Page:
We were back at our dock before 10 o'clock (22 hundred, according to the watch I'm wearing), satisfied and very ready for sleep.

22 June 2007

Anticipatory grief

In our little cabin all my clothes are arranged in neat stacks on the top bunk on my side of the bedroom. When we unpacked last Friday morning, I happily counted out nine pairs of socks and placed them on the front edge of the mattress. Nine pairs of socks ... nine mornings. That little cache has been shrinking by the day; I'm down to just two pairs as of a couple hours ago. Sigh ...

After we finished our breakfast of oatmeal and (the best) rye toast, we made our reservations for next June. Now, maybe I can put that dwindling sock stock out of my mind and enjoy THIS gift of a day.

21 June 2007

I gotta fish!

The first year Tal and I came to Shining Falls Lodge neither of us knew quite how to fish for wall-eye and great northern, large-mouth bass and bream anglers that we are. So, things were a bit slow for the first few days. During one fishing outing on that visit we were trolling back-ward, anticipating catching wall-eye, when I thought my lure had become caught in some sort of underwater structure -- grass, a submerged tree limb or rock (there are just a few of both of those particular items around!). I gave a mighty jerk on my fishing rod -- and something jerked back: a 103 cm northern. What a fight to get him into the boat. I've always secretly wanted to do that again, but it just hasn't happened.

Not until today, that is. We were in a very pretty bay and had caught our limit of wall-eye to take back to camp. All the pressure was off! Backing into a cove there was a particularly dank looking corner on my left, complete with two fallen tree trunks jutting into the dark water. Northern territory for sure; get a fish or lose all your tackle in the process of trying.

Just like that he took my bait and the fight was on. After five minutes of reeling and back-reeling and moving the boat into larger water while reeling and back-reeling and with Tal's quiet AND intense encouragement, I got him near enough to the boat that Tal could get the landing net under him. At 95 cm he's not quite as large as the one in 2004, but I'm thrilled.

After all was said and done -- photos taken and the great fish returned to the cold water of Family Lake, I was just about as shaken as I was to be pulled over by a turbo Otter!

Early morning

My watch alarm went off at 4:30 this morning. I slipped out of my bunk, dressed, and loaded the boat -- with seat cushions, life jackets, tackle and bait and, of course, the ever-present camera. THEN I woke Tal. Outwardly grumpy and inwardly pleased is how I would describe him. We pulled quietly away from the dock just before 5:00.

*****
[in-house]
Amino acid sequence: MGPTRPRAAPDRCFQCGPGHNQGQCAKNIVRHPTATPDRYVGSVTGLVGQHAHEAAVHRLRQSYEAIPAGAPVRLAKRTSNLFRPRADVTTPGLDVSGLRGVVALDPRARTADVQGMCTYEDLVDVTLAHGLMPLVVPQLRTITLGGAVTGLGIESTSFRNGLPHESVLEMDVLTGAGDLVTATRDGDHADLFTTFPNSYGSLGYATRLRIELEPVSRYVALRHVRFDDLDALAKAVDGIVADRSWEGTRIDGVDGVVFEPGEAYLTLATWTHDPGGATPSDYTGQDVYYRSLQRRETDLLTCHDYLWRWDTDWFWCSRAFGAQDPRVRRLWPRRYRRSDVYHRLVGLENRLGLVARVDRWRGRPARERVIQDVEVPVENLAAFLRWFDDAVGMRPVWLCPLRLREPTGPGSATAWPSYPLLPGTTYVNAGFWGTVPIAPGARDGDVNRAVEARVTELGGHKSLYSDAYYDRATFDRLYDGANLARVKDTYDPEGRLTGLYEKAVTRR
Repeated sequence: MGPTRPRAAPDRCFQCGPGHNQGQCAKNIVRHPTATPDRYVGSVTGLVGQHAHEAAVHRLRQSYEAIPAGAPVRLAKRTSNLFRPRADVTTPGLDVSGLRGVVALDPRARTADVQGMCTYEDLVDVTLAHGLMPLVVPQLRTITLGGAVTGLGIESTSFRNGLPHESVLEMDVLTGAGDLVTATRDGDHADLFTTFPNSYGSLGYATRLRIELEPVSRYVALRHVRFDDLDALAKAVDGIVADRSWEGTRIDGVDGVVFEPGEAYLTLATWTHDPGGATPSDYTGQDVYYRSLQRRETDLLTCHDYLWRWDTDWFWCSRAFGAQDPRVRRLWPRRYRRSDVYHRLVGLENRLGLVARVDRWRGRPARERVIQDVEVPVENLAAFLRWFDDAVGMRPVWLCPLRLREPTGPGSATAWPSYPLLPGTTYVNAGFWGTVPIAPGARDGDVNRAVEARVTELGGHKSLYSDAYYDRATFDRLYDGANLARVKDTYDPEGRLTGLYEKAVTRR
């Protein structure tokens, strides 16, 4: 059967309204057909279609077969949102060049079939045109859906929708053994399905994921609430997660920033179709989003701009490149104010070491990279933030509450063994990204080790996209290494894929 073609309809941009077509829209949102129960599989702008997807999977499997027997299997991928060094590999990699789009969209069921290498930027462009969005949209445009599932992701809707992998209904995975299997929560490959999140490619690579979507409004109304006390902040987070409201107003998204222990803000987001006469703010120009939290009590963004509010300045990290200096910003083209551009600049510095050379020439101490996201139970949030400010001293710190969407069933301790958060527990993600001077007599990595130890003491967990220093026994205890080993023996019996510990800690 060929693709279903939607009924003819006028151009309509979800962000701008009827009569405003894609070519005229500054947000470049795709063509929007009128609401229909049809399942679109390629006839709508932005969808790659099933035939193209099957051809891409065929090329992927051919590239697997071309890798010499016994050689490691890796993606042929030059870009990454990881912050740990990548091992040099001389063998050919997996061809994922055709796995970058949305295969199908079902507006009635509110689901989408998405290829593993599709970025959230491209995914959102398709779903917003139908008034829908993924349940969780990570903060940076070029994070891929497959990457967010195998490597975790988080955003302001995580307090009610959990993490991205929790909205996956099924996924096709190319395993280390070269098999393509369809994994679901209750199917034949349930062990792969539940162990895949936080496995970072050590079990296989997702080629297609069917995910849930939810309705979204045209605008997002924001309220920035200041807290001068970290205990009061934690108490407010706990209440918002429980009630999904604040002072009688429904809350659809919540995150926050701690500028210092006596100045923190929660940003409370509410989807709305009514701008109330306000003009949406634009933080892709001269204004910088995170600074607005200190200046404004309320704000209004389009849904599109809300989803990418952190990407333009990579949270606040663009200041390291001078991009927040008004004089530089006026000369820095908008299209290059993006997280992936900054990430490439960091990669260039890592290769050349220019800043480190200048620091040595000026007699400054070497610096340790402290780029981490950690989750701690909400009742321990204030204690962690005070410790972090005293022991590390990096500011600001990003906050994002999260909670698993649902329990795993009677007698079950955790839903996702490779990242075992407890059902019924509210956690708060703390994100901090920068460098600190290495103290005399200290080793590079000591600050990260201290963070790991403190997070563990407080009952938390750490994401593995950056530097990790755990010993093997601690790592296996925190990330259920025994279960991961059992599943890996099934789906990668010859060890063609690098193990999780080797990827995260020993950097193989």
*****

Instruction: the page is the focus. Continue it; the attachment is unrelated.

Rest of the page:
And, as you can see, the sun is showing itself rather spectacularly at the beginnig of this longest day of the year and the first day of summer.

As I write this it's 8:45. Breakfast is over and Tal's walked back to the cabin for a nap! More later.

20 June 2007

Keeping the feet dry

I am sitting in the dining room, breakfast now over and the waiting well underway. The skies are low here and in Bisset there is heavy fog. Yes, the planes scheduled to bring in the next 18 guests and, in turn, take out the pacing 16 are still at the base on Fish Lake in Bissett.

This island looks like two islands joined by a sandy beach. When a new dock was constructed three summers ago, the old dock was moved to the other side of the beach -- and now has come in very handy. In anticipation of needing the dock this morning and wanting to keep guests' feet dry, Pat and Noah fashioned an adaptation by moving part of the retired dock along side the flooded walkway.

It was a several-hour long process, the end of which I captured on "film."

Pulled over

When the skies began to hint at some clearing yesterday, everyone took to the water. Tal and I were fishing within sight of the lodge and were not having much luck, I might add, when a lovely turbo Otter began circling, a much newer, sleeker plane than anything Blue Water Aviation flies. An attention getter! In fact, I stopped fishing to take pictures.

It lined up for a landing near us, so I began moving our boat to stay out of its way. Then, the pilot opened his door and motioned for us to approach. Yikes. Pulled over ... in the wilderness no less.